As enterprise teams have come to recognize correctly that the traditional perimeter no longer stops advanced persistent threats from nation state actors, the need for alternative solutions has never been more urgent. Since 2013, David Keasey, CEO of Catbird, has focused his efforts on helping enterprise CISO teams build software defined segmentation solutions, which are designed to support advanced protections for emerging hybrid cloud infrastructure. Techniques that make use of the power of virtualization are likely to be compatible with clear trends in cloud-based data centers, as well as software defined wide area and mobile networks. As part of my research for the 2017 TAG Cyber Security Annual (https://www.tag-cyber.com), David and I sat down over drinks at the Marriott Marquis in New York City, and he helped me understand how micro-segmented security can work.
EA: Is virtualization truly a reality in the modern enterprise? Or are most businesses still operating in the more traditional manner?
DK: We definitely see accelerations in virtualization and hybrid IT, which involves combinations of private cloud workloads across multiple hypervisors, public cloud workloads, and bare metal. While enterprises continue to have significant legacy workloads on bare metal in traditional data center environments, those are static, and new applications are being deployed using a different model. Our team at Catbird has met with some of the largest financial institutions, retailers, government agencies, and global leaders in other industry verticals over the past year, and nearly every one of them has IT projects on-going that are focused on building next generation cloud infrastructures for their companies. Nearly every one of them is a multi-hypervisor, multi-cloud project where they would like a single pane of glass to manage automated deployment, monitoring, and enforcement across all workloads in a consistent manner. Most of these next-generation cloud projects are also looking to deploy a micro-segmentation strategy across all workloads.
EA: Do you see any differences in the adoption rates? For example, are large companies moving to virtualize more quickly – or perhaps less quickly – than their smaller counterparts?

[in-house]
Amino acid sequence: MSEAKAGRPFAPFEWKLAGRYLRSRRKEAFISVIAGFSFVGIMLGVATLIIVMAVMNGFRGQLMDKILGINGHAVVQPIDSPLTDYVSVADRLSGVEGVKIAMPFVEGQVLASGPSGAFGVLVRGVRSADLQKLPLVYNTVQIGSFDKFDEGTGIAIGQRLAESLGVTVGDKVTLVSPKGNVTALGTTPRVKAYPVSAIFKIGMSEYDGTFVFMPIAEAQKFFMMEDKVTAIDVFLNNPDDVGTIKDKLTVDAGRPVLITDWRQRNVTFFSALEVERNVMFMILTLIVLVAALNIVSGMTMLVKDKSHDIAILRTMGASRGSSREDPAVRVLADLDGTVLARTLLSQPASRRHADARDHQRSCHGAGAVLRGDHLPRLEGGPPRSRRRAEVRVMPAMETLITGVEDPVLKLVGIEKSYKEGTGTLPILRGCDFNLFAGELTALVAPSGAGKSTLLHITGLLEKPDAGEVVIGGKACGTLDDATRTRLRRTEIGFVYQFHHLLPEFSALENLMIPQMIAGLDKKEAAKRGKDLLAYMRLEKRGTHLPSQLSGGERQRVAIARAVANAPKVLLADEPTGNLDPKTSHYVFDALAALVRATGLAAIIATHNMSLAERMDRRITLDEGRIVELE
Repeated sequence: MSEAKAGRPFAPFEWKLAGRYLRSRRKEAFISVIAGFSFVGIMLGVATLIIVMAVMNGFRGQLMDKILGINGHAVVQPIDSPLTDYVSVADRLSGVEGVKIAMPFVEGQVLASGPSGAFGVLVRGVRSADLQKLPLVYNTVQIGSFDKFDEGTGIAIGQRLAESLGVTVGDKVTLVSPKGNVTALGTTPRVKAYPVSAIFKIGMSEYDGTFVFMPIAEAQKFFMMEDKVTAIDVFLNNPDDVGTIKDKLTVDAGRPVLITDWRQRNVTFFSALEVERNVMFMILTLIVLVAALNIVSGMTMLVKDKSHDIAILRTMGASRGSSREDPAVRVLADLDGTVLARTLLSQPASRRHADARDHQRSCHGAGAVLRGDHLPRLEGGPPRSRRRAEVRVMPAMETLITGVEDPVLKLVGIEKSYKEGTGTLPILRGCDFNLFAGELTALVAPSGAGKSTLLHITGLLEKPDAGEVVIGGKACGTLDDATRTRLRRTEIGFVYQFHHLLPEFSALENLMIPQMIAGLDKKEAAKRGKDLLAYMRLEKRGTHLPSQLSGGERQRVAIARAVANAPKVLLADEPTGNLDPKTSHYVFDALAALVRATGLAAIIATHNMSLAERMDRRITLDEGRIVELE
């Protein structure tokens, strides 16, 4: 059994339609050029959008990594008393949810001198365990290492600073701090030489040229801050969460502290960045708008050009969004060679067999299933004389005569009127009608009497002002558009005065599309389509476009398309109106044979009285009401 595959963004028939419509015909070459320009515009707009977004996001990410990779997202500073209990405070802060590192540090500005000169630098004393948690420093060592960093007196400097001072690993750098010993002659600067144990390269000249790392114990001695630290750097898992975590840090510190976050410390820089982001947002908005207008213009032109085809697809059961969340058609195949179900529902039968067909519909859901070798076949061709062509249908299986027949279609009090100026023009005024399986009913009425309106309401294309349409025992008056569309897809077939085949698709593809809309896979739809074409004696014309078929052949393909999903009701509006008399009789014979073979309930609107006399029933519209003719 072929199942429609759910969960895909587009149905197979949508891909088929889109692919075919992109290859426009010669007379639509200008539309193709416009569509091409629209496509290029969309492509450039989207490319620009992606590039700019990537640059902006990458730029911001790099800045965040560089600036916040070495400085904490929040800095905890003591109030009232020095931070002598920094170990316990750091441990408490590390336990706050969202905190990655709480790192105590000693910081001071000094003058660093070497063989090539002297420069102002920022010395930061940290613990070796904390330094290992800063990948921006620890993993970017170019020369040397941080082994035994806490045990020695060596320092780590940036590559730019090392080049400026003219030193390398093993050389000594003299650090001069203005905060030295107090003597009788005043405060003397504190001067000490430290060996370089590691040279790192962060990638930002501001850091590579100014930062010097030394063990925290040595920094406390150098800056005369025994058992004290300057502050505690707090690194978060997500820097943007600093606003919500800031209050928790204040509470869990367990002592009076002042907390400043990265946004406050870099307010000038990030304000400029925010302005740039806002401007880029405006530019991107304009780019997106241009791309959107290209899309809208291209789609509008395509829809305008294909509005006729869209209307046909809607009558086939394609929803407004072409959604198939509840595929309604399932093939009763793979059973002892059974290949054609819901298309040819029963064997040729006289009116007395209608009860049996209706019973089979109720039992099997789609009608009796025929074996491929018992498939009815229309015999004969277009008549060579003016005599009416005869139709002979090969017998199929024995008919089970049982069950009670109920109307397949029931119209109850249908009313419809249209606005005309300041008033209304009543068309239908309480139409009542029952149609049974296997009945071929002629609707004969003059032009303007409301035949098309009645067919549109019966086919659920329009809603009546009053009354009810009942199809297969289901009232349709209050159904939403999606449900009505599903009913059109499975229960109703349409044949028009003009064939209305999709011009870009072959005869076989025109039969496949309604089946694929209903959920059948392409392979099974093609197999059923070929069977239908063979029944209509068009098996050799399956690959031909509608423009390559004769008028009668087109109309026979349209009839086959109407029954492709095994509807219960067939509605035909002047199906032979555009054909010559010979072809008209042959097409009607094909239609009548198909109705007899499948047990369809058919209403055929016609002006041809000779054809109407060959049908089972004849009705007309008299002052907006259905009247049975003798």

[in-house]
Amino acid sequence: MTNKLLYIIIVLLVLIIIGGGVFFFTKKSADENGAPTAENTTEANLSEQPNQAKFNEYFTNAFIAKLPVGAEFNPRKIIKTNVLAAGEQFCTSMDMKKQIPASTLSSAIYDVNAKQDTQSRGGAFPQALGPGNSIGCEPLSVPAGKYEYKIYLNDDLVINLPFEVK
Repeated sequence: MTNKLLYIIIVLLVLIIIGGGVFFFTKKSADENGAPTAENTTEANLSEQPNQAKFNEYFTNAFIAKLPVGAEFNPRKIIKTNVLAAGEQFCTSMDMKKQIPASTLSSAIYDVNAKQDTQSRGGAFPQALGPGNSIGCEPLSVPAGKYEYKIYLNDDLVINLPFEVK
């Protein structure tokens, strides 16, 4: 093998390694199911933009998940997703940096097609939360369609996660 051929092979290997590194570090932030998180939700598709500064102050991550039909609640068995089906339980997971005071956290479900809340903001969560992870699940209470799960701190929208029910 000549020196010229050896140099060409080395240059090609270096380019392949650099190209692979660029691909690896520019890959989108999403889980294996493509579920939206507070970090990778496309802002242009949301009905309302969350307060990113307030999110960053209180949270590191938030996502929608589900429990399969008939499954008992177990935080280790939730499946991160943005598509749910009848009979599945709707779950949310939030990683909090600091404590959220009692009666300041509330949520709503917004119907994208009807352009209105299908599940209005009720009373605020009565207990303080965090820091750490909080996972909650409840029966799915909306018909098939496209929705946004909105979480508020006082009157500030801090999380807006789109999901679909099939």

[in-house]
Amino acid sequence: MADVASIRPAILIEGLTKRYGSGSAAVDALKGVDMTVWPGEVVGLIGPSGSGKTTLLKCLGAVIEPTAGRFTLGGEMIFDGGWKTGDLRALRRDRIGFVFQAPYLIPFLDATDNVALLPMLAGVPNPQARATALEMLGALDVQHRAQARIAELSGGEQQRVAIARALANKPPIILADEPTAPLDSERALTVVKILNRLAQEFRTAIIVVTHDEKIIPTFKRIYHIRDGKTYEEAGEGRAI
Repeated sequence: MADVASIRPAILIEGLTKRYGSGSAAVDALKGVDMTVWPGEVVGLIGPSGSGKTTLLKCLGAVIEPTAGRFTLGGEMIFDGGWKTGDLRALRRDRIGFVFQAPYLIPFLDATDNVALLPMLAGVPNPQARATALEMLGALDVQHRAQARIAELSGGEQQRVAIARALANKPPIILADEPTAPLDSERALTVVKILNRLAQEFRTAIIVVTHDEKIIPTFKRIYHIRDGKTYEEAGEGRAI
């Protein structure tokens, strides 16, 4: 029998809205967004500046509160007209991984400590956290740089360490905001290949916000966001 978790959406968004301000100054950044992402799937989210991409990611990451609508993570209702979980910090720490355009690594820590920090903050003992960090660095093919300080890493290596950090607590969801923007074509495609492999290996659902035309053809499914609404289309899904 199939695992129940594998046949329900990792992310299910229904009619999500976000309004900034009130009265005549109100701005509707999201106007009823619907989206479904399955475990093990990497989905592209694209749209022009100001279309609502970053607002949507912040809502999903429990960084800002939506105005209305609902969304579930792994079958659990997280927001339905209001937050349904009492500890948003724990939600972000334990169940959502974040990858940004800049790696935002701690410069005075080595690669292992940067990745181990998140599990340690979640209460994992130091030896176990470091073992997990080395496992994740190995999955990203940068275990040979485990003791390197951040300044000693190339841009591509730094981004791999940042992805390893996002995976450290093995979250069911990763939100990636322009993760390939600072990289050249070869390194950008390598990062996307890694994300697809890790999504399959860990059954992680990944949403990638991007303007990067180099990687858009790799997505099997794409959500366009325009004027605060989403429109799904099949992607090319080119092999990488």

DK: I think large companies have a greater ability to build large project teams to evaluate options than smaller companies. We’ve had meetings with global financial firms, for example, where literally a dozen or so business units might be represented in the meeting. This is promising, because it demonstrates commitment to the virtualization approach. But what we have seen sometimes, unfortunately, is that because virtualization represents such a new approach, it can lead to challenges in the alignment of goals and the prioritization of requirements amongst the various teams. This can really hurt these organizations in moving their projects forward, so the security industry needs to provide them with improved support, platforms, and processes – not to mention education and training on cloud and virtualization.
EA: Does software defined networking make things better for security teams? Or do you think that it could introduce serious new security risks?
DK: SDN has the potential to simplify and improve the application of security policy. I would argue that the foundation of every SDN provider’s pitch is security, and in the end, I do believe the technology will have the ability to deliver stronger security, so long as the customer adopts the security components of the SDN solution, many of which can also be delivered without implementing SDN. Because of the prevalence of legacy systems, and the relative immaturity of many teams to understand and adopt SDN, there are a lot of partial implementations out there today. For example, VMware has been successful in deploying its NSX capability to many customers, but many of those customers are probably still struggling to properly implement the NSX Service Composer and its partners’ security controls. And without doing so, these customers are not really enhancing security and receiving the benefits of a micro-segmentation strategy. Companies like Catbird and others in the software-defined segmentation space can deliver the value and enhanced security of micro-segmentation without requiring full SDN adoption. And for customers who truly want to take full advantages of the agility and efficiency of SDN in their networking strategy, then the synergy of improved security and SDN benefit can be achieved.